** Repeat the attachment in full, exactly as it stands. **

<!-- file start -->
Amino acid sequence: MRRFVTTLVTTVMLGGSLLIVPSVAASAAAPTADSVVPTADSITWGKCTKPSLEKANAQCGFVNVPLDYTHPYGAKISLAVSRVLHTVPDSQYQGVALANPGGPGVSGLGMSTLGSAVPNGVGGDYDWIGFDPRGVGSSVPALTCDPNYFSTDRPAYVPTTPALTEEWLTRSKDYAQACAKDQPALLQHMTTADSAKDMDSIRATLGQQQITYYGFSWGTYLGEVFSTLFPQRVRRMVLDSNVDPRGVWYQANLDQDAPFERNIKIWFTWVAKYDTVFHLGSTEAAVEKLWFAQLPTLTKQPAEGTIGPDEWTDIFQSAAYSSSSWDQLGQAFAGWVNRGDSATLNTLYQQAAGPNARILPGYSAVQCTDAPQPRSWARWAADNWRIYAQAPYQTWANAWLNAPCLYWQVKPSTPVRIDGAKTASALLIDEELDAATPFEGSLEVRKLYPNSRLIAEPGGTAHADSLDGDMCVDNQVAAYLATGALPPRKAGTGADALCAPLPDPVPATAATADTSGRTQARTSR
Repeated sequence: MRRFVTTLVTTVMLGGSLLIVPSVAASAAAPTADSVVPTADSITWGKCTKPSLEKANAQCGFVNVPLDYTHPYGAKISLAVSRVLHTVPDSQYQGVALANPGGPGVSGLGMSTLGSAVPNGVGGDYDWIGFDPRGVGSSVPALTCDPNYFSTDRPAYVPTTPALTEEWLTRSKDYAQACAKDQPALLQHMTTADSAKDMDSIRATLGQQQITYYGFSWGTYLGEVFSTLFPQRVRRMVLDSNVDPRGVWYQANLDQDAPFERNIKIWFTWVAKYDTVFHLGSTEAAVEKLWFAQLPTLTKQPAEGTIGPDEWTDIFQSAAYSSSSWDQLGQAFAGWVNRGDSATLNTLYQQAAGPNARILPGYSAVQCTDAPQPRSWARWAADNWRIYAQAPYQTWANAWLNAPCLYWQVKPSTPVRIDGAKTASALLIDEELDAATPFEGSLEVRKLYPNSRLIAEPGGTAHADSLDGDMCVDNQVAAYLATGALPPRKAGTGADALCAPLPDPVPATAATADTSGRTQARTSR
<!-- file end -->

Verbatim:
Amino acid sequence: MRRFVTTLVTTVMLGGSLLIVPSVAASAAAPTADSVVPTADSITWGKCTKPSLEKANAQCGFVNVPLDYTHPYGAKISLAVSRVLHTVPDSQYQGVALANPGGPGVSGLGMSTLGSAVPNGVGGDYDWIGFDPRGVGSSVPALTCDPNYFSTDRPAYVPTTPALTEEWLTRSKDYAQACAKDQPALLQHMTTADSAKDMDSIRATLGQQQITYYGFSWGTYLGEVFSTLFPQRVRRMVLDSNVDPRGVWYQANLDQDAPFERNIKIWFTWVAKYDTVFHLGSTEAAVEKLWFAQLPTLTKQPAEGTIGPDEWTDIFQSAAYSSSSWDQLGQAFAGWVNRGDSATLNTLYQQAAGPNARILPGYSAVQCTDAPQPRSWARWAADNWRIYAQAPYQTWANAWLNAPCLYWQVKPSTPVRIDGAKTASALLIDEELDAATPFEGSLEVRKLYPNSRLIAEPGGTAHADSLDGDMCVDNQVAAYLATGALPPRKAGTGADALCAPLPDPVPATAATADTSGRTQARTSR
Repeated sequence: MRRFVTTLVTTVMLGGSLLIVPSVAASAAAPTADSVVPTADSITWGKCTKPSLEKANAQCGFVNVPLDYTHPYGAKISLAVSRVLHTVPDSQYQGVALANPGGPGVSGLGMSTLGSAVPNGVGGDYDWIGFDPRGVGSSVPALTCDPNYFSTDRPAYVPTTPALTEEWLTRSKDYAQACAKDQPALLQHMTTADSAKDMDSIRATLGQQQITYYGFSWGTYLGEVFSTLFPQRVRRMVLDSNVDPRGVWYQANLDQDAPFERNIKIWFTWVAKYDTVFHLGSTEAAVEKLWFAQLPTLTKQPAEGTIGPDEWTDIFQSAAYSSSSWDQLGQAFAGWVNRGDSATLNTLYQQAAGPNARILPGYSAVQCTDAPQPRSWARWAADNWRIYAQAPYQTWANAWLNAPCLYWQVKPSTPVRIDGAKTASALLIDEELDAATPFEGSLEVRKLYPNSRLIAEPGGTAHADSLDGDMCVDNQVAAYLATGALPPRKAGTGADALCAPLPDPVPATAATADTSGRTQARTSR